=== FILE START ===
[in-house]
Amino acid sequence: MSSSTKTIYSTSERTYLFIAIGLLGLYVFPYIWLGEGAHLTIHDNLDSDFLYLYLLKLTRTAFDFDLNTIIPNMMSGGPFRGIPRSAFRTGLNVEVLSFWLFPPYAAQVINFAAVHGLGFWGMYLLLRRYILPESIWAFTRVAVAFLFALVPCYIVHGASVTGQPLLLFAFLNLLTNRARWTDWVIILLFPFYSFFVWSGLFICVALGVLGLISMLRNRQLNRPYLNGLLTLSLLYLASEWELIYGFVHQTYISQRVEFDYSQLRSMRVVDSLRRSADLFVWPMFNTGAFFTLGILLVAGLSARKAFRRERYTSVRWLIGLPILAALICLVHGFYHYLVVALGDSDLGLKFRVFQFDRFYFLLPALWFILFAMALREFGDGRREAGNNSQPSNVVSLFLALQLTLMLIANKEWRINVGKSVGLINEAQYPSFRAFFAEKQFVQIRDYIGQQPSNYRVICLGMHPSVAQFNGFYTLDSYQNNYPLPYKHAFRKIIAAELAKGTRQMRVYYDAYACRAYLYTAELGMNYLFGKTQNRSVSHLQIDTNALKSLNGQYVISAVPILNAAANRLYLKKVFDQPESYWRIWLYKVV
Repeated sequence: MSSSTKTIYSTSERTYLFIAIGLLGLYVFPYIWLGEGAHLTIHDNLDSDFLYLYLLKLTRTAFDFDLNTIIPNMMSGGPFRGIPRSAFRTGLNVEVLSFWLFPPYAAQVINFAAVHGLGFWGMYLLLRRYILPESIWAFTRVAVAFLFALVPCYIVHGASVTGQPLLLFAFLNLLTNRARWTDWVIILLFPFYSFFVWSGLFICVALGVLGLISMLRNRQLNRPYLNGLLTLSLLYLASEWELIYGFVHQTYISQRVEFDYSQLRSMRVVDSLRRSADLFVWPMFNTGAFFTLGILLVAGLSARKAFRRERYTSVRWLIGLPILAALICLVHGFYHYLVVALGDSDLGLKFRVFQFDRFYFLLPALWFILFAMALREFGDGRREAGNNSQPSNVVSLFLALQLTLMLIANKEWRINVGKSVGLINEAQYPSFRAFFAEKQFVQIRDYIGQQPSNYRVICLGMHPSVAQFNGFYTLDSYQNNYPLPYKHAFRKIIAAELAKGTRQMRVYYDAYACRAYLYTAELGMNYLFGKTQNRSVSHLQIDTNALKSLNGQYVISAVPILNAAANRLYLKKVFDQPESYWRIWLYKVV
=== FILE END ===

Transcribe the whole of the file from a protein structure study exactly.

[in-house]
Amino acid sequence: MSSSTKTIYSTSERTYLFIAIGLLGLYVFPYIWLGEGAHLTIHDNLDSDFLYLYLLKLTRTAFDFDLNTIIPNMMSGGPFRGIPRSAFRTGLNVEVLSFWLFPPYAAQVINFAAVHGLGFWGMYLLLRRYILPESIWAFTRVAVAFLFALVPCYIVHGASVTGQPLLLFAFLNLLTNRARWTDWVIILLFPFYSFFVWSGLFICVALGVLGLISMLRNRQLNRPYLNGLLTLSLLYLASEWELIYGFVHQTYISQRVEFDYSQLRSMRVVDSLRRSADLFVWPMFNTGAFFTLGILLVAGLSARKAFRRERYTSVRWLIGLPILAALICLVHGFYHYLVVALGDSDLGLKFRVFQFDRFYFLLPALWFILFAMALREFGDGRREAGNNSQPSNVVSLFLALQLTLMLIANKEWRINVGKSVGLINEAQYPSFRAFFAEKQFVQIRDYIGQQPSNYRVICLGMHPSVAQFNGFYTLDSYQNNYPLPYKHAFRKIIAAELAKGTRQMRVYYDAYACRAYLYTAELGMNYLFGKTQNRSVSHLQIDTNALKSLNGQYVISAVPILNAAANRLYLKKVFDQPESYWRIWLYKVV
Repeated sequence: MSSSTKTIYSTSERTYLFIAIGLLGLYVFPYIWLGEGAHLTIHDNLDSDFLYLYLLKLTRTAFDFDLNTIIPNMMSGGPFRGIPRSAFRTGLNVEVLSFWLFPPYAAQVINFAAVHGLGFWGMYLLLRRYILPESIWAFTRVAVAFLFALVPCYIVHGASVTGQPLLLFAFLNLLTNRARWTDWVIILLFPFYSFFVWSGLFICVALGVLGLISMLRNRQLNRPYLNGLLTLSLLYLASEWELIYGFVHQTYISQRVEFDYSQLRSMRVVDSLRRSADLFVWPMFNTGAFFTLGILLVAGLSARKAFRRERYTSVRWLIGLPILAALICLVHGFYHYLVVALGDSDLGLKFRVFQFDRFYFLLPALWFILFAMALREFGDGRREAGNNSQPSNVVSLFLALQLTLMLIANKEWRINVGKSVGLINEAQYPSFRAFFAEKQFVQIRDYIGQQPSNYRVICLGMHPSVAQFNGFYTLDSYQNNYPLPYKHAFRKIIAAELAKGTRQMRVYYDAYACRAYLYTAELGMNYLFGKTQNRSVSHLQIDTNALKSLNGQYVISAVPILNAAANRLYLKKVFDQPESYWRIWLYKVV